A Revolution Is Happening in Psychology, Here's How It's Playing Out
In the last decade, behavioral scientists concluded that their field had taken a wrong turn. Efforts to root out false findings and bad practices spurred a crisis now poised to transform the landscape of psychology. Meet four scientists who are leading the charge.
By May 7, 2019 - last reviewed on January 14, 2020published
At the turn of the millennium, behavioral scientists sketched a picture of the mind as capricious—and often quite malleable. Exposure to words associated with the elderly could make people walk more slowly, NYU researchers reported in the 1990s. More recently, a Harvard psychologist rose to prominence by arguing that so-called power poses could elevate a person's propensity to take risks. Washing one's hands, a U.K. lab posited, could affect moral judgment by reducing feelings of disgust. These studies all met the standard of peer review. Such findings were reported widely. In 2011, a respected Cornell researcher even published what seemed to be evidence of precognition—the ability to perceive future events. For some behavioral scientists, that claim drove home the sense that something was deeply wrong. Indeed, each of these findings has proven difficult, if not impossible, to consistently repeat.
Today, psychological science is engulfed in an unremitting storm. Diligent scrutiny has exposed the methodological weaknesses baked into many high-profile studies. These revelations are reshaping the way researchers investigate a subject no less grand than human nature itself.
Anyone who has read a book or an article promising a simple, evidence-based life hack or a counterintuitive take on behavior has potentially absorbed an idea that is now discredited. In the early 2010s, scientists banded together with increasing urgency to corroborate published findings by repeating the studies—and often came up empty-handed. Those efforts prompted what is commonly called the "replication crisis," the outcome of which has implications not only for the scientific field of psychology but also for real-world interventions in mental health care and education.
In 2015, a landmark paper laid bare the depth of the problem: Of 97 attempts to replicate previous research findings, fewer than 40 percent were deemed successful. Another large-scale replication project, published in November 2018, tested 28 findings dating from the 1970s through 2014. It found evidence for about half. Cancer research, economics, and other fields have struggled with replication to some extent, but psychology's challenges are perhaps the best publicized.
Despite pushback—including the message of some influential psychologists that the crisis is overblown and the proposed fixes too draconian—a major reckoning is underway. The scientists challenging received wisdom are diverse in background and in demeanor: They can be cynical, argumentative, diplomatic, cheerful, hopeful. The crises of confidence and the resolve of the four researchers profiled here illuminate a potential paradigm shift in behavioral science.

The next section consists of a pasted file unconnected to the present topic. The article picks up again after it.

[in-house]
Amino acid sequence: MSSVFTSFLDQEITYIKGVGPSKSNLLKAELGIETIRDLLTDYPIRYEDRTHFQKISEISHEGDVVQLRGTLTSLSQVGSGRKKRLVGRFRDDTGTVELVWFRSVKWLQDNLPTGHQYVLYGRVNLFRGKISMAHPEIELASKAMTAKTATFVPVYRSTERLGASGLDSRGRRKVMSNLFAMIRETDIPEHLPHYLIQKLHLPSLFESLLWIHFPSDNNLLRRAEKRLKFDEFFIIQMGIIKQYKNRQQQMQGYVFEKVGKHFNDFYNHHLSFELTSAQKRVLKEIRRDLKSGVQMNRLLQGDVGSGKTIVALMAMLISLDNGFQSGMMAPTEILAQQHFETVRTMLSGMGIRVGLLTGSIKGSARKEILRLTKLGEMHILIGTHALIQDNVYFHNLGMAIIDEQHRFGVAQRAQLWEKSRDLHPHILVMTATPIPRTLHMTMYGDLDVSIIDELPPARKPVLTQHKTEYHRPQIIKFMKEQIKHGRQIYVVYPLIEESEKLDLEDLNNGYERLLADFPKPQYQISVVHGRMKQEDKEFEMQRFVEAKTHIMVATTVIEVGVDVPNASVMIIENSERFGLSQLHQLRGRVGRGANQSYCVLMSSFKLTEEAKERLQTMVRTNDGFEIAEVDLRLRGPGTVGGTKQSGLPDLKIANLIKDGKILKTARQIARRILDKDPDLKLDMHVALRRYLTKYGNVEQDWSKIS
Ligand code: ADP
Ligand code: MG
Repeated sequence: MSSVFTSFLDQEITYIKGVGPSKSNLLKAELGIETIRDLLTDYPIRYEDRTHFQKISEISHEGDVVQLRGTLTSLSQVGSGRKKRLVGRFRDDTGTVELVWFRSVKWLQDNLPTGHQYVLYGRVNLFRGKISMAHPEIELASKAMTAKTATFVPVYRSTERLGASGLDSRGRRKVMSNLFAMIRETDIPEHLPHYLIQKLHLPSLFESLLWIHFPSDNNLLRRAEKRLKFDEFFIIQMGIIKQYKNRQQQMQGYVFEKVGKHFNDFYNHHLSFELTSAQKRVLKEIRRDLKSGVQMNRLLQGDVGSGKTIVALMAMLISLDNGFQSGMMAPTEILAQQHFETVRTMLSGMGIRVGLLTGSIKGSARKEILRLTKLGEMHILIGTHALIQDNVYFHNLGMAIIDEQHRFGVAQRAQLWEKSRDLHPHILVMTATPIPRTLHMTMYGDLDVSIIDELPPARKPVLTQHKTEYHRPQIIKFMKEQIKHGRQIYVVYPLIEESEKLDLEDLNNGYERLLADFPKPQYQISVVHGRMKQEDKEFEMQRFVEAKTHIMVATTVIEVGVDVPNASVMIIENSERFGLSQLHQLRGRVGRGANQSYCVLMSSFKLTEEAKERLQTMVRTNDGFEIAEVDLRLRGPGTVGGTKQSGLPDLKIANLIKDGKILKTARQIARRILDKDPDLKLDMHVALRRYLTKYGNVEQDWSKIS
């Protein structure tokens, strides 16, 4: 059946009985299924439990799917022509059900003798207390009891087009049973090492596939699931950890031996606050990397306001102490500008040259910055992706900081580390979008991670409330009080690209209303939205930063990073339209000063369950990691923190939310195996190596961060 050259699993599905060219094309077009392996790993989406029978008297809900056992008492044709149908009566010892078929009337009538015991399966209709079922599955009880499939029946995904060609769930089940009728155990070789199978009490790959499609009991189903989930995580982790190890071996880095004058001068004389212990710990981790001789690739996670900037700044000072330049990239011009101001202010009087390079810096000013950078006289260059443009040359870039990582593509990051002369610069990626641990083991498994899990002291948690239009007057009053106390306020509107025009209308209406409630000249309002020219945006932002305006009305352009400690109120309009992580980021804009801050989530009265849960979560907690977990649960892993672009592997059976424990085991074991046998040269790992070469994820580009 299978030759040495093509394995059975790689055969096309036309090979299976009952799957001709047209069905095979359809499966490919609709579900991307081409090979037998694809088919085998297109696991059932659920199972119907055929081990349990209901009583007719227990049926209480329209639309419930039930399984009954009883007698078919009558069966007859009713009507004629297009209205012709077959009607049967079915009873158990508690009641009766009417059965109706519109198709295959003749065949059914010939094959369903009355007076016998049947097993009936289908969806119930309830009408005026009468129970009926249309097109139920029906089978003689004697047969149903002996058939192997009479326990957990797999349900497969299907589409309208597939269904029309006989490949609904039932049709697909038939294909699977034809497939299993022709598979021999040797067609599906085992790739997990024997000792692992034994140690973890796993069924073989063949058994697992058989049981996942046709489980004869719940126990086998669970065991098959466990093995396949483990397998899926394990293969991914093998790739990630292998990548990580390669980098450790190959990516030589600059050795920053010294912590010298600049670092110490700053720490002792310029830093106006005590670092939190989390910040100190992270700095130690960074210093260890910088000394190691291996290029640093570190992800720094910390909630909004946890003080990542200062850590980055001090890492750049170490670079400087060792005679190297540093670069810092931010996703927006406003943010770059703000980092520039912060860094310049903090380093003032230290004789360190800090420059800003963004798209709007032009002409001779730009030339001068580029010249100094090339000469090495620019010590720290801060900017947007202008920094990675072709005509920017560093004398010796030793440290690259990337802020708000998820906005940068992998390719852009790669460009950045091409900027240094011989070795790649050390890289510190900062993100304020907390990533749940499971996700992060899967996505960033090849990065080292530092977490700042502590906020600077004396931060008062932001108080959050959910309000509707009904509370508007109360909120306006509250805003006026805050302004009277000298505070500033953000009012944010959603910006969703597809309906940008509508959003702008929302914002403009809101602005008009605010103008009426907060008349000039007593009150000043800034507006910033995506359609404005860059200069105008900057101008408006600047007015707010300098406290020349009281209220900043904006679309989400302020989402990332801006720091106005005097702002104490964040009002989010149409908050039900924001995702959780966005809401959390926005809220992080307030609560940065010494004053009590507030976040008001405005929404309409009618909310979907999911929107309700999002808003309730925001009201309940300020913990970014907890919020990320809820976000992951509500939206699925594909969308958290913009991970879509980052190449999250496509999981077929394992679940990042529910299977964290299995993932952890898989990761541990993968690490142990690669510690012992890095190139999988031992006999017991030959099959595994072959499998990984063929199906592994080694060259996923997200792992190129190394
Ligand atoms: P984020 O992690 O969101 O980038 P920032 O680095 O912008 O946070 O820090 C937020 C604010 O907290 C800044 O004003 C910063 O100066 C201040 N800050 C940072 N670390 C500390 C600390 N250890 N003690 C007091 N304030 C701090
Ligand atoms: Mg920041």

Michael Inzlicht, social psychologist at the University of Toronto
More than a decade into his career as a psychologist, Michael Inzlicht had a dark epiphany. An eight-page paper he had read, titled "False-Positive Psychology," made something painfully clear: Common research practices could be used to dredge up evidence for the impossible. In a section called "How Bad Can It Be? A Demonstration of Chronological Rejuvenation," the authors used actual data to support the claim that listening to the Beatles song "When I'm Sixty-Four" could literally make participants younger. The authors knew, of course, that it was a ridiculous hypothesis. That was the point.
"Their message wasn't unique," Inzlicht says of the 2011 paper by Joseph Simmons, Leif Nelson, and Uri Simonsohn. Some researchers had been pointing to the misuse of statistical methods for decades. "What was brilliant about their paper was that they detailed specifically how we abuse our tools." He calls the paper a "mind-bomb," akin to an optical illusion: Once you see the hidden image, you can't unsee it. Inzlicht and other psychologists apprehended that methodology they had long employed could easily produce false positives—results that seem to show real effects or meaningful correlations but, in fact, do not.
Things grew worse in the years that followed as the evidence for core concepts that Inzlicht explored was called into question. Inzlicht, who earned his Ph.D. in 2001 and is now a professor at the University of Toronto, had expended much effort investigating stereotype threat and ego depletion. The first describes a detrimental effect on the performance of people in oft-stereotyped groups, such as racial minorities or women, if they perceive a risk that they will confirm negative stereotypes. The latter is the idea that when people draw on self-control for one task, they will perform worse on a subsequent task that requires self-control. Both concepts are still being explored, but in light of more stringent tests, Inzlicht and many others no longer take their validity for granted.